The economic opening can be managed so as to minimize the exposure of the most vulnerable. Quarantining the genuinely old – 80+ – will make sense. So will wide spread anti-body testing so we have an idea of what percentage of the overall population has already had COVID-19. But any opening will create risk and that risk needs to be balanced against the gains. This is not a health conversation, this is an economics discussion.

      You are entirely right about “If we talked about all of the things that could kill us every day, we would never leave the house.” It is about time that we put the risk of COVID-19 into perspective and got on with life.

      • Philip Jemielita says:

        Commenting on your statement: “You are entirely right about “If we talked about all of the things that could kill us every day, we would never leave the house.” It is about time that we put the risk of COVID-19 into perspective and got on with life.”

        I am still puzzling about how to think about all of this. But here is one thought. Ok, let’s talk about all of things that could kill me. Hmm, car accident, tree falling on me, murdered, food poisoning, slip on floor, bitten by rabid dog, airplane drops on me, terrorist attack, attacked by white militia, die of cancer, heart disease ,bike accident. Odds of these things happening save the bike accident are effectively zero. I am worry free. I expect to live to 95.

        Now covid, father in law had symptoms, had a test, was negative. Youngest son sick for 10 days, lives in Chicago, goes on public transit a lot. No tests available, he is getting better. conclusion not bad odds, say 30% he had it. What now are the odds I could get covid and be seriously ill. In addition, if I got it, odds are that I would be asymptomatic as my immune system is best in class, so I would be inflecting people that I would not want to hurt.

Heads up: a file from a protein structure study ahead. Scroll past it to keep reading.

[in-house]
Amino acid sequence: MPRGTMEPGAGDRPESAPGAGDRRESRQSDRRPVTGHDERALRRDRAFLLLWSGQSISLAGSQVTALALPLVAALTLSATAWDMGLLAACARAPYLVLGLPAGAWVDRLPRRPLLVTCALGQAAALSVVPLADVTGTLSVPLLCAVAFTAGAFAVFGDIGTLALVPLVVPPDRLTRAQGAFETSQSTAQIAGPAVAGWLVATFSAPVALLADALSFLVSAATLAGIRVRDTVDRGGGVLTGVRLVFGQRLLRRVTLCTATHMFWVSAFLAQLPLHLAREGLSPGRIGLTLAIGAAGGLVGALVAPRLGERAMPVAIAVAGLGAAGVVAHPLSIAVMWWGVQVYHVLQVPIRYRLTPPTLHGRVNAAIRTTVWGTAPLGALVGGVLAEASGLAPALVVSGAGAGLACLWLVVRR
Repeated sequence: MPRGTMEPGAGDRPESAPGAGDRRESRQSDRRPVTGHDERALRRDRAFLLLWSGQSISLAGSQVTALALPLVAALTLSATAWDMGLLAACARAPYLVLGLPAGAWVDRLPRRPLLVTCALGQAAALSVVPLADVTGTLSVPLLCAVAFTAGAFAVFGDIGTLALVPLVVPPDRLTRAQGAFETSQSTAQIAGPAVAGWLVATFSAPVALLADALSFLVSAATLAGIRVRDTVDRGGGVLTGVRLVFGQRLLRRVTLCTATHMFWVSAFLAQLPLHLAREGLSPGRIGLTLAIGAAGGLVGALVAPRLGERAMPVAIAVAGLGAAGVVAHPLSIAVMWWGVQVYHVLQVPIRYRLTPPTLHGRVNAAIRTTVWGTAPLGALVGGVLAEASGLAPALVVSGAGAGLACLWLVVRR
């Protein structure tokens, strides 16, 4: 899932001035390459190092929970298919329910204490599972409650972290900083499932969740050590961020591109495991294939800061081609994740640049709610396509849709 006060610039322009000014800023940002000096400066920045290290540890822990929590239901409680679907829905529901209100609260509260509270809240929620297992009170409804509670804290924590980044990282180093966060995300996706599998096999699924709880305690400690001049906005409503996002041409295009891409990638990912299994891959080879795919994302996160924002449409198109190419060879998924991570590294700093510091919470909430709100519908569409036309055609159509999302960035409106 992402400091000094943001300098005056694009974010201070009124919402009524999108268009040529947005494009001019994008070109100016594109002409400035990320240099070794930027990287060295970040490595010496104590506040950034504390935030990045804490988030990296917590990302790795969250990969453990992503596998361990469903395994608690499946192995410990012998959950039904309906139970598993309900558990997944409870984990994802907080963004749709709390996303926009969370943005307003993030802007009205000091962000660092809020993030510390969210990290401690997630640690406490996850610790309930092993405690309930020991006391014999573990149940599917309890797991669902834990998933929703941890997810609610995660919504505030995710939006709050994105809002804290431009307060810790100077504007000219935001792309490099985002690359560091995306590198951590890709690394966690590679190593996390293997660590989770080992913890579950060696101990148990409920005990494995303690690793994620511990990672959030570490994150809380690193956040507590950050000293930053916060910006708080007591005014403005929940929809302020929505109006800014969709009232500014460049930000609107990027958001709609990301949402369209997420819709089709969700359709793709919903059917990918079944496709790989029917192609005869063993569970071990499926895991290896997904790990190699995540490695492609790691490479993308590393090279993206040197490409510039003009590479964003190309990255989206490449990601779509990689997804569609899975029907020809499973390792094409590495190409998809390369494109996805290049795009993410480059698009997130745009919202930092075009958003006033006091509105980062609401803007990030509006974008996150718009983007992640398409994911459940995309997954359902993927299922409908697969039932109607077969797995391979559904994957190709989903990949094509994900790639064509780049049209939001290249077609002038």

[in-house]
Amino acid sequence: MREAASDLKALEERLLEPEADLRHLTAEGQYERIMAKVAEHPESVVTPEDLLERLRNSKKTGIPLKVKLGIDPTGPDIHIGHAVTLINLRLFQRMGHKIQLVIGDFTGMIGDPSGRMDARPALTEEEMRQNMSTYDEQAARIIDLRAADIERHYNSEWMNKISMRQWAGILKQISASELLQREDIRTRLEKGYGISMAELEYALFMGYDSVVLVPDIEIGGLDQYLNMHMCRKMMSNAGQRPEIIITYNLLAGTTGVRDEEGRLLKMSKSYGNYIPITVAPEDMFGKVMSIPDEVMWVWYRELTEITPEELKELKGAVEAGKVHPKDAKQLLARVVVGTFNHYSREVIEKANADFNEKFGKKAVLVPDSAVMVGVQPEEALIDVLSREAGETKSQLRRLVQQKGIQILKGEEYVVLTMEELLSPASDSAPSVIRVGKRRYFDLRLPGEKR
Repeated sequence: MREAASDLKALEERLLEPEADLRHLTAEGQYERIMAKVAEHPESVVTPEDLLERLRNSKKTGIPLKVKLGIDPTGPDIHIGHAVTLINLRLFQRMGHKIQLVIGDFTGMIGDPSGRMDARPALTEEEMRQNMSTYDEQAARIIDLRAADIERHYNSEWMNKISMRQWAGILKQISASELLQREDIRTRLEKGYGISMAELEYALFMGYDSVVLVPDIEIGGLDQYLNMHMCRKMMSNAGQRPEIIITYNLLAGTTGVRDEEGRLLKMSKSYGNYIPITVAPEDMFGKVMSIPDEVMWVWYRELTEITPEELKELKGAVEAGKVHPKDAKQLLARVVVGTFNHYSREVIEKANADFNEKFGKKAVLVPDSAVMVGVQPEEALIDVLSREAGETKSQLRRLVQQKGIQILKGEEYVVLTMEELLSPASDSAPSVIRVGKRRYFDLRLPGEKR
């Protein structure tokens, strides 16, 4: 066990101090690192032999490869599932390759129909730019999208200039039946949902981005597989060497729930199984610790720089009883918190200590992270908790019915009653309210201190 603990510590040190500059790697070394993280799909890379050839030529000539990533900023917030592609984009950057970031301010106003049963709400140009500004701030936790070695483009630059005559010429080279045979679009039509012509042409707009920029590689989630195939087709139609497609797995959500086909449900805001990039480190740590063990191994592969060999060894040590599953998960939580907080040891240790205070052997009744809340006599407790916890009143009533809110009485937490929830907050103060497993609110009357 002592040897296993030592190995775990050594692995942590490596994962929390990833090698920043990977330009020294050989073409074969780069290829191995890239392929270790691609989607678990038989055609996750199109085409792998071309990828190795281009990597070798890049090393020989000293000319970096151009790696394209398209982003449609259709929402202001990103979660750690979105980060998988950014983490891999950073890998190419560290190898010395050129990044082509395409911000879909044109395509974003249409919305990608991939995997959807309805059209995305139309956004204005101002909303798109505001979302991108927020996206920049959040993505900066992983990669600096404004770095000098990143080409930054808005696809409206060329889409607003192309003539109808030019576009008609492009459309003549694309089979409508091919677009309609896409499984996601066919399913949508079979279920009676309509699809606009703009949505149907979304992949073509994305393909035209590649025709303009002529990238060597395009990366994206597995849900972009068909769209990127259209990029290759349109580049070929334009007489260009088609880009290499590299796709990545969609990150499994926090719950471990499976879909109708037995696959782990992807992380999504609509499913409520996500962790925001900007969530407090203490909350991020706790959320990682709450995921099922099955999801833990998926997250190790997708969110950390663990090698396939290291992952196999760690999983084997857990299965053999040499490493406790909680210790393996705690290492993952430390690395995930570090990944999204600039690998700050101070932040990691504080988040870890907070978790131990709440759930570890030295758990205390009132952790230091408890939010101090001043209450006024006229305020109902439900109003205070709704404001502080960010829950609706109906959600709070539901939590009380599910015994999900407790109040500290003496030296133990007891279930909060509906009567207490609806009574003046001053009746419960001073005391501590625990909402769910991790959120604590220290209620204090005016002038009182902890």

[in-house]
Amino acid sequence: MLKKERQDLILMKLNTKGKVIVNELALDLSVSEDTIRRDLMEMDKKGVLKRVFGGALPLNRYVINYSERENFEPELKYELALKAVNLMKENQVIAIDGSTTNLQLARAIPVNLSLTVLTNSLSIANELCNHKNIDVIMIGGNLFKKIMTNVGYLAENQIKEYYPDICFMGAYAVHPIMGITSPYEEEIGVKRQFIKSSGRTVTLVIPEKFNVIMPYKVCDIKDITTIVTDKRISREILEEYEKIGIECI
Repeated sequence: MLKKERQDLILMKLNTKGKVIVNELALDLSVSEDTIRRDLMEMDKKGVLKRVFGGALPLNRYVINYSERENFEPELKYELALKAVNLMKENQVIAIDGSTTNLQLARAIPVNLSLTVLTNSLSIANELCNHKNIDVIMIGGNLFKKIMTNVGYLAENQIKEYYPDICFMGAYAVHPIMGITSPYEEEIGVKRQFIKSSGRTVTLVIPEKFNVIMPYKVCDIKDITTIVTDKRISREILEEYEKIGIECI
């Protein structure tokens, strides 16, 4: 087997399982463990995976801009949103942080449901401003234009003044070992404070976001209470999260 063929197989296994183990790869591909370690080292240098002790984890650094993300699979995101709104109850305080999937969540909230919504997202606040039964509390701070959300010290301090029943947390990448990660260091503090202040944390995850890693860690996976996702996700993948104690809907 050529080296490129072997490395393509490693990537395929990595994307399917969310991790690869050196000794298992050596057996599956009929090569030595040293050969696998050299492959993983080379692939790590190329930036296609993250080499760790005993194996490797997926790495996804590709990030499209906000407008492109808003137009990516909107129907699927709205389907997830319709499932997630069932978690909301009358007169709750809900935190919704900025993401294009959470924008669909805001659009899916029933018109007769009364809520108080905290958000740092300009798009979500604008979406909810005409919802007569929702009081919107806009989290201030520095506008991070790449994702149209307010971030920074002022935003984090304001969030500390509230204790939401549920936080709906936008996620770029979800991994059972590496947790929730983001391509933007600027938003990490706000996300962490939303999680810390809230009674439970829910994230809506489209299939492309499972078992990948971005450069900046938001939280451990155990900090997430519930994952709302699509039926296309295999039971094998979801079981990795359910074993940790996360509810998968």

Add to this that I have a job that allows me to work from home. So my personal economic incentive is to deeply isolate. I arrive at this decision from a rather rational risk assessment. I suggest that most of my social class – people with stable jobs – say 60% are drawing the same rational conclusions.

      • Jay Currie says:

        There are a total of 120 cases on Vancouver Island. Mainly in long term care facilities.

        I have worked from home for thirty years. Kids home school. Susan stays at home and sews – a lot. While I do the social distance dance, the reality is that the chance of infection in our ex-urban environment is really very low. I was isolated long before COVID and live pretty much exactly the same way now. (With a lot more hand washing.)

        The fact is that we are enjoying our privilege. Rationally. I can’t imagine what it must be like for a family who live in a two bedroom apartment in a near suburb and whose breadwinners have “essential” jobs which can’t be done from home. Nurses, checkout clerks, Costco shelf stockers – they are unlikely to get the damned thing but they have no choice but to show up for work.

        Relative wealth matters a lot in the COVID pandemic. Your taut immune system is all about eating well for forty years and riding a dumbly expensive bike in -40 temps. You are golden, I am sort of silver (but, apparently, the smoking helps – who knew?), but there is a great mass of people who cannot avoid infection and who will be very sick or die if they catch it.